What Is An EICR?
An Electrical Installation Condition Report (aka Periodic Inspection Report) is a document which assesses any issues impairing the safety of an electrical installation. Specifically, the report evaluates the following:
- Safety of persons against the effects of electric shocks and burns
- Protection against damage to property by fire and heat arising from installation defects
- Confirmation that an installation is not damaged or deteriorated so as to impair safety
- Identification of non-compliances or installation defects, which may give rise to danger
Why Do I Need An EICR?
EICR inspection and testing is necessary because all electrical installations deteriorate due to a number of factors such as damage, wear, corrosion, excessive loading, environmental influences and ageing. Consequently, the law requires that electrical installations are maintained in a safe condition and therefore must be periodically inspected and tested. The onus of ensuring compliance resides with the property owner.
Who Will Want To See An EICR?
Licensing authorities, public bodies, insurance companies, mortgage lenders, solicitors and/or others may require you to produce a valid EICR to establish conformance to the requirements of BS 7671 – The IEE Wiring Regulations. If you don’t have appropriate documentation you could encounter serious problems when making an insurance claim or selling your house. You could also face a criminal and/or civil lawsuit in the unfortunate event that someone received an electric shock or injury from your installation.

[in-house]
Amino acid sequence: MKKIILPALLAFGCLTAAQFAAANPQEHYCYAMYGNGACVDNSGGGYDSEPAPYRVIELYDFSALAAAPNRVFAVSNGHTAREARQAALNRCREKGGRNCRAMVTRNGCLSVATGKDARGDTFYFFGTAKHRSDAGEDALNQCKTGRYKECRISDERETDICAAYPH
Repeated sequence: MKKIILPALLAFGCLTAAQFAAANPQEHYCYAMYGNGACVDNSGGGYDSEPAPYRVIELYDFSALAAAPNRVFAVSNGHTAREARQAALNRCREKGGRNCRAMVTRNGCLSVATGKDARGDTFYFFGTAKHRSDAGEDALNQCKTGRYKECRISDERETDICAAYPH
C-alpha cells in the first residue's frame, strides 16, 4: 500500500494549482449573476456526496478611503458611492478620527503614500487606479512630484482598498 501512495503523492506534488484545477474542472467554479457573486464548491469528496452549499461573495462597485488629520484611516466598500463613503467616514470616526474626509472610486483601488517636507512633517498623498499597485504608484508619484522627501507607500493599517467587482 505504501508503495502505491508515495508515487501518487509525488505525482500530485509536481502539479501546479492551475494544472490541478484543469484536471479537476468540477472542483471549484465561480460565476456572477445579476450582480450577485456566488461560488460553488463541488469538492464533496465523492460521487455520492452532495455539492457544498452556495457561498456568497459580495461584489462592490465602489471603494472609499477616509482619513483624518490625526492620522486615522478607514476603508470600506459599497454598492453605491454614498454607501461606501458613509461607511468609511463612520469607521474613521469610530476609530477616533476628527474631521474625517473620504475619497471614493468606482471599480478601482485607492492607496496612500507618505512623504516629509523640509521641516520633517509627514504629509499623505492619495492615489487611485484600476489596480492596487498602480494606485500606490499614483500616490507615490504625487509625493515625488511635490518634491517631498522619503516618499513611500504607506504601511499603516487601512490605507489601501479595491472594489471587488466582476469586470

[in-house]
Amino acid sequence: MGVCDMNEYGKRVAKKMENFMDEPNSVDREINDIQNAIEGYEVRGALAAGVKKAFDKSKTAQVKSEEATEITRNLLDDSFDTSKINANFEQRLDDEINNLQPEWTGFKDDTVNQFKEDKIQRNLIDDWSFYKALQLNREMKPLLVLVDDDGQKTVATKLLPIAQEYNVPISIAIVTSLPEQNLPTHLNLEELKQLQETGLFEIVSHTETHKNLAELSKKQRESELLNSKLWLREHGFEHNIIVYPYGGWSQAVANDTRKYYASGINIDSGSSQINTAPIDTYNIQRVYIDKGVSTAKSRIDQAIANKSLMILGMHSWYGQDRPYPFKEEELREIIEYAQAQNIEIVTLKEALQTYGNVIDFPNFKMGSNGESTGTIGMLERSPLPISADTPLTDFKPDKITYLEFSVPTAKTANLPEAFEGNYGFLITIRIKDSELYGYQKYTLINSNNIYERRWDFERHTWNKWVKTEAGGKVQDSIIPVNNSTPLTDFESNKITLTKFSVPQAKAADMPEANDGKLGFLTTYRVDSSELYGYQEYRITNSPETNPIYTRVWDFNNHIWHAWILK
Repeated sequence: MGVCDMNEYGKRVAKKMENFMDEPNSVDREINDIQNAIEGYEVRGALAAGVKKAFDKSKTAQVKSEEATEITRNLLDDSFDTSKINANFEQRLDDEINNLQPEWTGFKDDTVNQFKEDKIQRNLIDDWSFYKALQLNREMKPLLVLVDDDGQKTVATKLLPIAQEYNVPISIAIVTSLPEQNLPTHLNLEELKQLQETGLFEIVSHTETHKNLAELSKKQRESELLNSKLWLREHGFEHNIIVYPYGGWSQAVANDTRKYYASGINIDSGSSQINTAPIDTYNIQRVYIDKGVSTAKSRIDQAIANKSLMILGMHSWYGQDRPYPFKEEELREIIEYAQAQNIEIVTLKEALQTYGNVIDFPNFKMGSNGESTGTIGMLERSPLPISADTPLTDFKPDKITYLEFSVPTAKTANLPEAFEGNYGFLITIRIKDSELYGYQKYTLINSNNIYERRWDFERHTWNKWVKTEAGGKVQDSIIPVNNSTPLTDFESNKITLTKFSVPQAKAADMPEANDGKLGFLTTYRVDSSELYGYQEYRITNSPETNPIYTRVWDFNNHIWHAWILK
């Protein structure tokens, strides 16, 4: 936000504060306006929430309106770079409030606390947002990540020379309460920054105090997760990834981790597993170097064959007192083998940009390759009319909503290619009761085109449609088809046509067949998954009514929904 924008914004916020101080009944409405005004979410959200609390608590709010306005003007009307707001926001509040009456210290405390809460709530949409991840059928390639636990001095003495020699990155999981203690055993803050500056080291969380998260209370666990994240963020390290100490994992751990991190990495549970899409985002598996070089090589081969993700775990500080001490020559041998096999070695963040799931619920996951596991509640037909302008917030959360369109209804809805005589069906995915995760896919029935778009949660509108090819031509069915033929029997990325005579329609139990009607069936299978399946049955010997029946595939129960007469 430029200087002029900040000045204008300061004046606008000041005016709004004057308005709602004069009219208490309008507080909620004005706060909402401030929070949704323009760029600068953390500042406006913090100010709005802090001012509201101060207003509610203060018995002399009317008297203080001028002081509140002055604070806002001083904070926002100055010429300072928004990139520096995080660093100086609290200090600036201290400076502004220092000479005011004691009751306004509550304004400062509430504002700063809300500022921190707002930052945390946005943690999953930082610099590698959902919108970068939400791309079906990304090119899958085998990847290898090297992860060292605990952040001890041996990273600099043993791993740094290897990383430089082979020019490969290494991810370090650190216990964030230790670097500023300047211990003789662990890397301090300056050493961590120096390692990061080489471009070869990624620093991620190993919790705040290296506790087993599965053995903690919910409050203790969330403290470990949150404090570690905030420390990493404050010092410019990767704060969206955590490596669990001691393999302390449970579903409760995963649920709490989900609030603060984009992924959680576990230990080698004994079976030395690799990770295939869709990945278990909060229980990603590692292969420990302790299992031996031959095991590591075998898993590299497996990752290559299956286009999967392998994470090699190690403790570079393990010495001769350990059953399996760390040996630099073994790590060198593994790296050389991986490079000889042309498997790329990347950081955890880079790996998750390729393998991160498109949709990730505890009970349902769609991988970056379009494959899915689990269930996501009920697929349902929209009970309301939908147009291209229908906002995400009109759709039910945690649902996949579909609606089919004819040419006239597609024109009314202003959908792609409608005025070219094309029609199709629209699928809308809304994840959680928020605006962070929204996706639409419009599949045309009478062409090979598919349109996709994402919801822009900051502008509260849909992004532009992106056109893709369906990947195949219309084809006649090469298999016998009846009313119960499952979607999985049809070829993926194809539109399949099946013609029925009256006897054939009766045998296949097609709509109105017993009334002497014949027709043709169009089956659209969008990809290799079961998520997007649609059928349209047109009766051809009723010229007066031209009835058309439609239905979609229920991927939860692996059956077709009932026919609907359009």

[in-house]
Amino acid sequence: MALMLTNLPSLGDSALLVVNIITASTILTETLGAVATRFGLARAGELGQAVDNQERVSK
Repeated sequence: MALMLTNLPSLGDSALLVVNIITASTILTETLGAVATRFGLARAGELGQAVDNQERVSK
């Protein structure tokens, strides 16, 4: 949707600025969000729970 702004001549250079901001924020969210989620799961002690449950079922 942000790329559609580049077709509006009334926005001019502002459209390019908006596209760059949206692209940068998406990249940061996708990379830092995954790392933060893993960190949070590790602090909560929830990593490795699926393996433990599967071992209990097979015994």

When Should I Get An EICR?
Typically, EICR’s for domestic installations should be updated every 5-10 years. However, you should get your installation assessed immediately if the following are applicable:
- You do not have valid documentation for the installation
- After alterations or additions to the installation
- If there is any significant change in the electrical loading of the installation
- If damage has been caused to the installation, for example, after flooding
Valid EICR’s are also required for commercial or special installations. The rules are broadly the same as for domestic installations but the reporting frequency is shorter and varies according to usage, public access and type of installation. Additional considerations include:
- On a change of occupancy of the premises (landlords and commercial)
- On a change of use of the premises (landlords and commercial)
How Much Does It Cost?
PIRUS Electrical charges a £100 flat fee for a standard 3-bedroom domestic property. Where remedial works are required we'll subsequently provide a detailed quotation for your consideration. If you engage our services to carry out these works we may, at our discretion, refund the EICR fee in full or part dependent on the size of the job.
For larger domestic properties or commercial concerns our EICR fees will vary according to installation size and complexity.